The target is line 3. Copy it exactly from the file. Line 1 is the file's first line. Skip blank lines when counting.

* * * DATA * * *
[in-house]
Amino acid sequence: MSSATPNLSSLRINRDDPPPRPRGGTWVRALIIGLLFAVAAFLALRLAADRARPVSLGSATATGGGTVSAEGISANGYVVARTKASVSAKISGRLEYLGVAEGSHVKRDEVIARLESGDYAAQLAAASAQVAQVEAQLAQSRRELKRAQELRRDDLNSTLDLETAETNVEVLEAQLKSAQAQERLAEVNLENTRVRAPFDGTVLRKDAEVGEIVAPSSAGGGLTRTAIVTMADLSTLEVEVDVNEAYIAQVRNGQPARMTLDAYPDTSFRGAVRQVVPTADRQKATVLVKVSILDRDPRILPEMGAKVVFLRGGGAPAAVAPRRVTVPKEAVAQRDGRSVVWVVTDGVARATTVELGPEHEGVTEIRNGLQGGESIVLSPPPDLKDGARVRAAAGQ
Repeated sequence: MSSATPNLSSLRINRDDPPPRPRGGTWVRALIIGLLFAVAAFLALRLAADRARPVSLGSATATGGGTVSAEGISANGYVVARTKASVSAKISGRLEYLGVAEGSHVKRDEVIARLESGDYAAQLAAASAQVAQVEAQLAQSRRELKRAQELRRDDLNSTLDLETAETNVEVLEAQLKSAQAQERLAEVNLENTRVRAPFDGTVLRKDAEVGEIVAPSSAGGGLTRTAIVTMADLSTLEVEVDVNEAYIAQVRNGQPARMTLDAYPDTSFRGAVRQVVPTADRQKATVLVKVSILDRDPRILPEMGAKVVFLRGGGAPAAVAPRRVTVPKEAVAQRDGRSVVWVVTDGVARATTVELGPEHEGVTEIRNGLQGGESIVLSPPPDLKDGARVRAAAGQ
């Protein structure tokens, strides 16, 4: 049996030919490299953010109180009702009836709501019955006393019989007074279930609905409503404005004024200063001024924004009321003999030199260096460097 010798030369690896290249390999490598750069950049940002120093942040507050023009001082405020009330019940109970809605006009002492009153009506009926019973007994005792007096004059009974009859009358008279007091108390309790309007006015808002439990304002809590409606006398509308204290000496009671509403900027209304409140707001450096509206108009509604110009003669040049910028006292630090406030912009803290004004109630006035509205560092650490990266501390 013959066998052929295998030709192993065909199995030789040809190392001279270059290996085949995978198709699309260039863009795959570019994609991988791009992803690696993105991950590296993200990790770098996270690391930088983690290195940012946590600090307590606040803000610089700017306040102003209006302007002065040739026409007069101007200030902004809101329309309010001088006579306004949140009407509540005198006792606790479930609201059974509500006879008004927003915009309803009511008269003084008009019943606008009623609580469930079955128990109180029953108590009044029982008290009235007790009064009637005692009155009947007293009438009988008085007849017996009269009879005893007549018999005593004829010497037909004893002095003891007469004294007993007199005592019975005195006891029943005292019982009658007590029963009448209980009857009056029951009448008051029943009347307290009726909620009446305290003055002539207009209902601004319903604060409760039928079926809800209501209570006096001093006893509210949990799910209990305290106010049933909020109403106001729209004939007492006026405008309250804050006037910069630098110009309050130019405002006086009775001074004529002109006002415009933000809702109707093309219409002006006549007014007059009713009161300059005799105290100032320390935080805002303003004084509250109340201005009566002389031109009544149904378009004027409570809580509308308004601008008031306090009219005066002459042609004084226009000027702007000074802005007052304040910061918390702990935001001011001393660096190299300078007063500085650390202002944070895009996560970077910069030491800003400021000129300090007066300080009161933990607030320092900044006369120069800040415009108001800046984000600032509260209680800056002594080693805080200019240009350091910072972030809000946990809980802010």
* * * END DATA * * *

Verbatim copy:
Repeated sequence: MSSATPNLSSLRINRDDPPPRPRGGTWVRALIIGLLFAVAAFLALRLAADRARPVSLGSATATGGGTVSAEGISANGYVVARTKASVSAKISGRLEYLGVAEGSHVKRDEVIARLESGDYAAQLAAASAQVAQVEAQLAQSRRELKRAQELRRDDLNSTLDLETAETNVEVLEAQLKSAQAQERLAEVNLENTRVRAPFDGTVLRKDAEVGEIVAPSSAGGGLTRTAIVTMADLSTLEVEVDVNEAYIAQVRNGQPARMTLDAYPDTSFRGAVRQVVPTADRQKATVLVKVSILDRDPRILPEMGAKVVFLRGGGAPAAVAPRRVTVPKEAVAQRDGRSVVWVVTDGVARATTVELGPEHEGVTEIRNGLQGGESIVLSPPPDLKDGARVRAAAGQ